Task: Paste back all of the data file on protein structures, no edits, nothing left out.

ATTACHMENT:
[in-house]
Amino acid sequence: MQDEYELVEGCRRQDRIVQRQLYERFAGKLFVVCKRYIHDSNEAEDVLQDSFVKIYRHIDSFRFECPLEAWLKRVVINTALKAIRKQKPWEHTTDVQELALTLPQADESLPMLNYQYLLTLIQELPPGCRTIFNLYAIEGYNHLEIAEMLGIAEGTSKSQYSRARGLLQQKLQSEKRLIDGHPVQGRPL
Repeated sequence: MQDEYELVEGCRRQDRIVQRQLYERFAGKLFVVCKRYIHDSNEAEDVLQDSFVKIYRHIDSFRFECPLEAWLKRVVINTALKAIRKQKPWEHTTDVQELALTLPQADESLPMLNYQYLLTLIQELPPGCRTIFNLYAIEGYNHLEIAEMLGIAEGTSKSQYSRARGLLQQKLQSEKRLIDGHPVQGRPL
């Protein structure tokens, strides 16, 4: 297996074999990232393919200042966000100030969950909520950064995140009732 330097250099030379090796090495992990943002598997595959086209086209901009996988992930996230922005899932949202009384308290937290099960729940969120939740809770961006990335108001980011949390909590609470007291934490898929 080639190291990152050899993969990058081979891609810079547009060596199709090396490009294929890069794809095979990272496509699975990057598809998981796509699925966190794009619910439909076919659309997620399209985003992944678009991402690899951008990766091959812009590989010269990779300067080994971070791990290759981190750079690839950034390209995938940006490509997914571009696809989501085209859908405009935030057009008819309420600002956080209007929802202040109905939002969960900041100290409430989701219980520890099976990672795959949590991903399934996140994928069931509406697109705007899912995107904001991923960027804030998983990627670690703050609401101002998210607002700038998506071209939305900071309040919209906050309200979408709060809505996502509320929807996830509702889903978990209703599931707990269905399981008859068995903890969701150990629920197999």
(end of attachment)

[in-house]
Amino acid sequence: MQDEYELVEGCRRQDRIVQRQLYERFAGKLFVVCKRYIHDSNEAEDVLQDSFVKIYRHIDSFRFECPLEAWLKRVVINTALKAIRKQKPWEHTTDVQELALTLPQADESLPMLNYQYLLTLIQELPPGCRTIFNLYAIEGYNHLEIAEMLGIAEGTSKSQYSRARGLLQQKLQSEKRLIDGHPVQGRPL
Repeated sequence: MQDEYELVEGCRRQDRIVQRQLYERFAGKLFVVCKRYIHDSNEAEDVLQDSFVKIYRHIDSFRFECPLEAWLKRVVINTALKAIRKQKPWEHTTDVQELALTLPQADESLPMLNYQYLLTLIQELPPGCRTIFNLYAIEGYNHLEIAEMLGIAEGTSKSQYSRARGLLQQKLQSEKRLIDGHPVQGRPL
């Protein structure tokens, strides 16, 4: 297996074999990232393919200042966000100030969950909520950064995140009732 330097250099030379090796090495992990943002598997595959086209086209901009996988992930996230922005899932949202009384308290937290099960729940969120939740809770961006990335108001980011949390909590609470007291934490898929 080639190291990152050899993969990058081979891609810079547009060596199709090396490009294929890069794809095979990272496509699975990057598809998981796509699925966190794009619910439909076919659309997620399209985003992944678009991402690899951008990766091959812009590989010269990779300067080994971070791990290759981190750079690839950034390209995938940006490509997914571009696809989501085209859908405009935030057009008819309420600002956080209007929802202040109905939002969960900041100290409430989701219980520890099976990672795959949590991903399934996140994928069931509406697109705007899912995107904001991923960027804030998983990627670690703050609401101002998210607002700038998506071209939305900071309040919209906050309200979408709060809505996502509320929807996830509702889903978990209703599931707990269905399981008859068995903890969701150990629920197999």